Job growth in Washington picked up only slightly in June and remains far behind levels earlier this year as employers, including tech firms like Microsoft, appear to be weighing the impacts of inflation and a global slowdown.

Washington added just 2,500 jobs in June, the state Employment Security Department reported Wednesday. That’s better than May’s 1,200-job loss, but was still the smallest monthly gain since May 2021 and well below the average monthly growth of 15,000 jobs the state has seen since June 2021. Unemployment in June was unchanged at 3.9%.

“Labor market conditions remain strong for now, but hiring is showing signs of slowing,” Paul Turek, ESD’s state economist, said in a statement. “Efforts underway to curb high inflation — such as raising interest rates — will likely continue to dampen job growth and hiring as the year progresses.”

That dampening apparently extends to parts of our state’s tech sector, which had come through the pandemic relatively unscathed. 

Although tech employers added 2,400 jobs — the most of any sector, according to ESD data — some employers seem to be ratcheting back recruitment efforts.

On Wednesday, Microsoft said it was eliminating many open positions, including in its cloud-computing business and its security software unit, although it expected overall headcount to continue to grow. 


“As Microsoft gets ready for the new fiscal year, it is making sure the right resources are aligned to the right opportunity,” the Redmond-based tech giant told Bloomberg in an emailed statement about the hiring cuts. 

It’s a similar story in other parts of the Seattle-area tech sector, where hiring remains strong but the market is no longer quite so tilted in job-seekers’ favor, said Alicia Evans, market director at the Seattle office of recruiting firm Robert Half, who focuses on the Seattle-area tech sector. 

“The market has shifted from candidates being able to ask for everything they wanted, plus the moon and the stars,” Evans said, adding that the shift is affecting what candidates can expect for salary and for pandemic-related perks such as being able to work fully remotely.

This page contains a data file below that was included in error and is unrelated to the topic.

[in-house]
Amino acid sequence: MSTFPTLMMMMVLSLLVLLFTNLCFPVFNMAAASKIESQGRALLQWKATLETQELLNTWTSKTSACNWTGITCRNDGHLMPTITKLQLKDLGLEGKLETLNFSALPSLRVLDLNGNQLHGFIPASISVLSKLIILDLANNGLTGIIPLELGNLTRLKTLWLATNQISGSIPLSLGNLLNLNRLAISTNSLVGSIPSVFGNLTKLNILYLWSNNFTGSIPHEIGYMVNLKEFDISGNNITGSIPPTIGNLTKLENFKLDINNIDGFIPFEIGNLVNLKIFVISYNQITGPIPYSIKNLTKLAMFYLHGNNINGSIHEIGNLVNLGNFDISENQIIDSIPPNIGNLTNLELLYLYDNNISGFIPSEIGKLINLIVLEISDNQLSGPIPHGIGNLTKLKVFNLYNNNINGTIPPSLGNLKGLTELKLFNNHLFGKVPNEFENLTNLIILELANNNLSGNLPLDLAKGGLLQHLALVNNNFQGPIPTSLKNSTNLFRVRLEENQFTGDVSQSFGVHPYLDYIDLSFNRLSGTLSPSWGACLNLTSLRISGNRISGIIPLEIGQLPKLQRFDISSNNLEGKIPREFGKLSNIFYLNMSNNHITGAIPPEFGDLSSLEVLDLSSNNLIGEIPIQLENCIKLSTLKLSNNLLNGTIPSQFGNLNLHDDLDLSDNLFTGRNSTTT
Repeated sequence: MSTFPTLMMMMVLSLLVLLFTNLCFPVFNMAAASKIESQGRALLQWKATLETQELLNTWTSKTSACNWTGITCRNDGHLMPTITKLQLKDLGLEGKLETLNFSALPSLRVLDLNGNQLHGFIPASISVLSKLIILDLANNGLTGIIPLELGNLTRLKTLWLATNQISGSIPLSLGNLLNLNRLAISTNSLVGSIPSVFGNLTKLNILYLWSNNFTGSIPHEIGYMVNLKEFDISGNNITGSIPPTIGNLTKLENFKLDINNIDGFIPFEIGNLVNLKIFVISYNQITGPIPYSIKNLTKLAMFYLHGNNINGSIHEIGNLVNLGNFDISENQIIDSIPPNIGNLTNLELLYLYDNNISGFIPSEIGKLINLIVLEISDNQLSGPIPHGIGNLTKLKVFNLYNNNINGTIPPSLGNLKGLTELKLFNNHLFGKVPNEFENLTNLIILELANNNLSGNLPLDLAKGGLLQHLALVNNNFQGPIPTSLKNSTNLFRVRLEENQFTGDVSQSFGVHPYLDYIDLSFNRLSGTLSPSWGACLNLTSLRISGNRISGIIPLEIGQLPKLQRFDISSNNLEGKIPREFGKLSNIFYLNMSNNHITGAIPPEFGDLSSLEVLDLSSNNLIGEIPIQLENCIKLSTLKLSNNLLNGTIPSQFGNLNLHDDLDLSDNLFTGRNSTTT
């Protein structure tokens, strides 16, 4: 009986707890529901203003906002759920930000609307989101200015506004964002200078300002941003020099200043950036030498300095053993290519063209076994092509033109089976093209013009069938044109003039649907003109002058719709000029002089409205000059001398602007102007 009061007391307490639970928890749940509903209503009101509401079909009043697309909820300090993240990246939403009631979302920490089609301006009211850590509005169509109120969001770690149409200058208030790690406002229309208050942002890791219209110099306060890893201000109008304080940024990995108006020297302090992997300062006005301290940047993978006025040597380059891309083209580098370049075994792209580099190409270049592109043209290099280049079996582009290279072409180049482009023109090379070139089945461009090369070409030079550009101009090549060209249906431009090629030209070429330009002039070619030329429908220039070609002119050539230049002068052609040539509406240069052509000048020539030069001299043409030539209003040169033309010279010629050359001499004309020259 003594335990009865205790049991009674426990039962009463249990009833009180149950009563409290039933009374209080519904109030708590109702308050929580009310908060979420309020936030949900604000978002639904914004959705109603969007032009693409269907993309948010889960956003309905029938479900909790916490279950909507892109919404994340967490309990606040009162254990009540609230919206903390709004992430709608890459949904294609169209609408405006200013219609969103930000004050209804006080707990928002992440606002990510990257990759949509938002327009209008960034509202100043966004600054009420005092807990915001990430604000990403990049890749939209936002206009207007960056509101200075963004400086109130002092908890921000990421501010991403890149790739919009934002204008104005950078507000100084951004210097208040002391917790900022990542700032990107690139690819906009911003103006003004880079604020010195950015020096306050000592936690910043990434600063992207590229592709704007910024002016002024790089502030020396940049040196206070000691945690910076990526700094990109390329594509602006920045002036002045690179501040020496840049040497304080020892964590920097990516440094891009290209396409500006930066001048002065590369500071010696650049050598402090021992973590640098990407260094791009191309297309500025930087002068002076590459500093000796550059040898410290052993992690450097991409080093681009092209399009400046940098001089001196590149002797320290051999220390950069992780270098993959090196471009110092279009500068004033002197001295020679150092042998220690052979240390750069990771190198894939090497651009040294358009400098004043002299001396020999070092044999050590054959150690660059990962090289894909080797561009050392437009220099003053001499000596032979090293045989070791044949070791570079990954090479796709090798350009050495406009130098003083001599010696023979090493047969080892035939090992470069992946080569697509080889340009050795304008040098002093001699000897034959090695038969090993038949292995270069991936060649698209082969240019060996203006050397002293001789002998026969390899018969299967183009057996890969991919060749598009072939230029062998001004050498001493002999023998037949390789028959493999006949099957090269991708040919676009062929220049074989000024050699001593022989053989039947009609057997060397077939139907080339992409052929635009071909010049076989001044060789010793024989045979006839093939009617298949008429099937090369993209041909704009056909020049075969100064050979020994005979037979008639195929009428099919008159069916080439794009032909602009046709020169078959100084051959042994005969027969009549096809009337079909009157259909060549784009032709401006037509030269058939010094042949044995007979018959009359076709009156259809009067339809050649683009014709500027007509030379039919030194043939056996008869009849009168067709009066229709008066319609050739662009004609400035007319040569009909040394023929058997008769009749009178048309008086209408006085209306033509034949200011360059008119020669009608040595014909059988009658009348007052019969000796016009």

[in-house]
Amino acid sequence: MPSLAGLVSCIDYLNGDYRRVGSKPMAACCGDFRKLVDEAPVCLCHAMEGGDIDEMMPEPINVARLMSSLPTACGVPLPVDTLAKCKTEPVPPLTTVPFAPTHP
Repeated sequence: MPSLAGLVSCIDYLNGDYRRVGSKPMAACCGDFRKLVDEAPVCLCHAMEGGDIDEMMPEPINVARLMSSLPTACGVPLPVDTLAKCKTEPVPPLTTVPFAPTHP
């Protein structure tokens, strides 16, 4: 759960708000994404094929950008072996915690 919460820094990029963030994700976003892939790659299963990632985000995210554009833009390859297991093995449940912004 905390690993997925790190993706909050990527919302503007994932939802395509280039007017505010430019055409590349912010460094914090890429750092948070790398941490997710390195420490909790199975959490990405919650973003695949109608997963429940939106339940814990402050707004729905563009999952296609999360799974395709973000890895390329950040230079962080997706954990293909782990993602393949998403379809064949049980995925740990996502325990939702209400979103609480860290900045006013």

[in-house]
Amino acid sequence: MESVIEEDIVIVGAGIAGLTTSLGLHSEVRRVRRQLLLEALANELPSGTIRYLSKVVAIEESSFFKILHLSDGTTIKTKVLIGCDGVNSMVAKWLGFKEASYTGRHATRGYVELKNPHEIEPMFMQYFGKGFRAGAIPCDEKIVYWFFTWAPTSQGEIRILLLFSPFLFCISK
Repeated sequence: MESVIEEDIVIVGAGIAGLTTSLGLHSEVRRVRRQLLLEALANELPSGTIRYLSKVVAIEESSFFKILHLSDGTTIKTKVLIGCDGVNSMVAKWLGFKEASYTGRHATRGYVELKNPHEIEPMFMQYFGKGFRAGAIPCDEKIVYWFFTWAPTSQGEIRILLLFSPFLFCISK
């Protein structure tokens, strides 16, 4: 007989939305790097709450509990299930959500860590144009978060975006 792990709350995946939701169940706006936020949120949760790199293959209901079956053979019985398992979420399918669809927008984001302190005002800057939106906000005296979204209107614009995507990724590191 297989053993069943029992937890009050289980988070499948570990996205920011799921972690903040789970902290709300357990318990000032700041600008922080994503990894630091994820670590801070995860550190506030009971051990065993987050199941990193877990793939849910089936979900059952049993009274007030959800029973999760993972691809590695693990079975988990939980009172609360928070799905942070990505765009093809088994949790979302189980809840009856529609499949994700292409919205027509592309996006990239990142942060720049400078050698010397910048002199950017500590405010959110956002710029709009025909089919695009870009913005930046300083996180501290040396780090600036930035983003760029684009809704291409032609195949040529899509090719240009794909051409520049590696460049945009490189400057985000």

Despite that recent change, the tech sector continues to need lots of workers, Evans said. She likened the change to what’s happening in the housing market: “Did it slow down? Or is it just actually getting back to normal?”

Other Washington industries that saw job growth in June were manufacturing, which added 2,100 jobs, and construction, with 2,000.

But those gains were partly outweighed by losses in other sectors. Leisure and hospitality employers saw hiring fall by 500 in June, ESD data showed. Government employers lost 1,200 jobs and professional and business services lost 2,300 jobs. 


And, as has been true for much of the pandemic, the sluggishness in hiring wasn’t spread equally across Washington. 

June hiring in King and Snohomish counties jumped by a relatively healthy 8,000 while unemployment was just 2.6%, said Jacob Vigdor, an economist with the University of Washington Evans School of Public Policy who follows state and local job markets. 

In Washington’s 37 other counties, by contrast, employment fell and unemployment stood at 4.8%, Vigdor said. “That puts the 37 counties about a year behind King and Snohomish in terms of pandemic recovery,” he said.

“We have a ‘tale of two regions’ going on.”

Coverage of the pandemic’s economic impacts is partially underwritten by Microsoft Philanthropies. The Seattle Times maintains editorial control over this and all its coverage.